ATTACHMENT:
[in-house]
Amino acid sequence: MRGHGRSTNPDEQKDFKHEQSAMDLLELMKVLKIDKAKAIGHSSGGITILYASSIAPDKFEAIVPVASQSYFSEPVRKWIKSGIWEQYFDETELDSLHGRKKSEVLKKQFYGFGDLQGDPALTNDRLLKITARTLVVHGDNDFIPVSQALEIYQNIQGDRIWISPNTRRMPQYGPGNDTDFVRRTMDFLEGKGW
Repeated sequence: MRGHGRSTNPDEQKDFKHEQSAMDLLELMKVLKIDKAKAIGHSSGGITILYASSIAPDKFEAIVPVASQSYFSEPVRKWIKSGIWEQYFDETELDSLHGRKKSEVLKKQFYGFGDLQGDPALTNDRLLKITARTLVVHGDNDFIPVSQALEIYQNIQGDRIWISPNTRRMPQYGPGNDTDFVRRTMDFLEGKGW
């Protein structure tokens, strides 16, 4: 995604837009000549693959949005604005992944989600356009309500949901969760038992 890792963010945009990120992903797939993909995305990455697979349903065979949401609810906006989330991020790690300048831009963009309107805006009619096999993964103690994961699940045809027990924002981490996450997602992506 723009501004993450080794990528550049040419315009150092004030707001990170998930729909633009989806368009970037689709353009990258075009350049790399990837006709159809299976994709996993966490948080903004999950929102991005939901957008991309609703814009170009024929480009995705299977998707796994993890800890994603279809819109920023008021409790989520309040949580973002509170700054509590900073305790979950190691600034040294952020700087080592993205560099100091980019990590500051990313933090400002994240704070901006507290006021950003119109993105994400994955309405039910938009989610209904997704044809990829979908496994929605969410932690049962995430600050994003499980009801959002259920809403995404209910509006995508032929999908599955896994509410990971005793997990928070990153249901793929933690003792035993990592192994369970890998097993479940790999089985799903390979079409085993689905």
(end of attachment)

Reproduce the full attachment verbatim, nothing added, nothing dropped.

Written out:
[in-house]
Amino acid sequence: MRGHGRSTNPDEQKDFKHEQSAMDLLELMKVLKIDKAKAIGHSSGGITILYASSIAPDKFEAIVPVASQSYFSEPVRKWIKSGIWEQYFDETELDSLHGRKKSEVLKKQFYGFGDLQGDPALTNDRLLKITARTLVVHGDNDFIPVSQALEIYQNIQGDRIWISPNTRRMPQYGPGNDTDFVRRTMDFLEGKGW
Repeated sequence: MRGHGRSTNPDEQKDFKHEQSAMDLLELMKVLKIDKAKAIGHSSGGITILYASSIAPDKFEAIVPVASQSYFSEPVRKWIKSGIWEQYFDETELDSLHGRKKSEVLKKQFYGFGDLQGDPALTNDRLLKITARTLVVHGDNDFIPVSQALEIYQNIQGDRIWISPNTRRMPQYGPGNDTDFVRRTMDFLEGKGW
């Protein structure tokens, strides 16, 4: 995604837009000549693959949005604005992944989600356009309500949901969760038992 890792963010945009990120992903797939993909995305990455697979349903065979949401609810906006989330991020790690300048831009963009309107805006009619096999993964103690994961699940045809027990924002981490996450997602992506 723009501004993450080794990528550049040419315009150092004030707001990170998930729909633009989806368009970037689709353009990258075009350049790399990837006709159809299976994709996993966490948080903004999950929102991005939901957008991309609703814009170009024929480009995705299977998707796994993890800890994603279809819109920023008021409790989520309040949580973002509170700054509590900073305790979950190691600034040294952020700087080592993205560099100091980019990590500051990313933090400002994240704070901006507290006021950003119109993105994400994955309405039910938009989610209904997704044809990829979908496994929605969410932690049962995430600050994003499980009801959002259920809403995404209910509006995508032929999908599955896994509410990971005793997990928070990153249901793929933690003792035993990592192994369970890998097993479940790999089985799903390979079409085993689905």